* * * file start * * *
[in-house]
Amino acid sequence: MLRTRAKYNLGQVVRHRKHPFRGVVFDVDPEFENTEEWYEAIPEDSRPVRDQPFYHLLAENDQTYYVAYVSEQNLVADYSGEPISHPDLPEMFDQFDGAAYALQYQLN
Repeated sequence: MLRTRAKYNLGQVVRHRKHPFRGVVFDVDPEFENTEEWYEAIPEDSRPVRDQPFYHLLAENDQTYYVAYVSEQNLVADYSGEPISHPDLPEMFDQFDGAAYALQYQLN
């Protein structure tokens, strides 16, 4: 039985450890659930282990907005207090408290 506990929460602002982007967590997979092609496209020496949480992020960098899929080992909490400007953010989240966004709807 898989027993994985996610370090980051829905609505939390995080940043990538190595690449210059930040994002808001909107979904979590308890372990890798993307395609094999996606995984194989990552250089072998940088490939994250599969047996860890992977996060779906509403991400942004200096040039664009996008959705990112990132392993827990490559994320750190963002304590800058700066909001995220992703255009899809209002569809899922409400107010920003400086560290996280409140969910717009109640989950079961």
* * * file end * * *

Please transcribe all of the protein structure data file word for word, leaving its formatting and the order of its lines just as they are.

[in-house]
Amino acid sequence: MLRTRAKYNLGQVVRHRKHPFRGVVFDVDPEFENTEEWYEAIPEDSRPVRDQPFYHLLAENDQTYYVAYVSEQNLVADYSGEPISHPDLPEMFDQFDGAAYALQYQLN
Repeated sequence: MLRTRAKYNLGQVVRHRKHPFRGVVFDVDPEFENTEEWYEAIPEDSRPVRDQPFYHLLAENDQTYYVAYVSEQNLVADYSGEPISHPDLPEMFDQFDGAAYALQYQLN
């Protein structure tokens, strides 16, 4: 039985450890659930282990907005207090408290 506990929460602002982007967590997979092609496209020496949480992020960098899929080992909490400007953010989240966004709807 898989027993994985996610370090980051829905609505939390995080940043990538190595690449210059930040994002808001909107979904979590308890372990890798993307395609094999996606995984194989990552250089072998940088490939994250599969047996860890992977996060779906509403991400942004200096040039664009996008959705990112990132392993827990490559994320750190963002304590800058700066909001995220992703255009899809209002569809899922409400107010920003400086560290996280409140969910717009109640989950079961």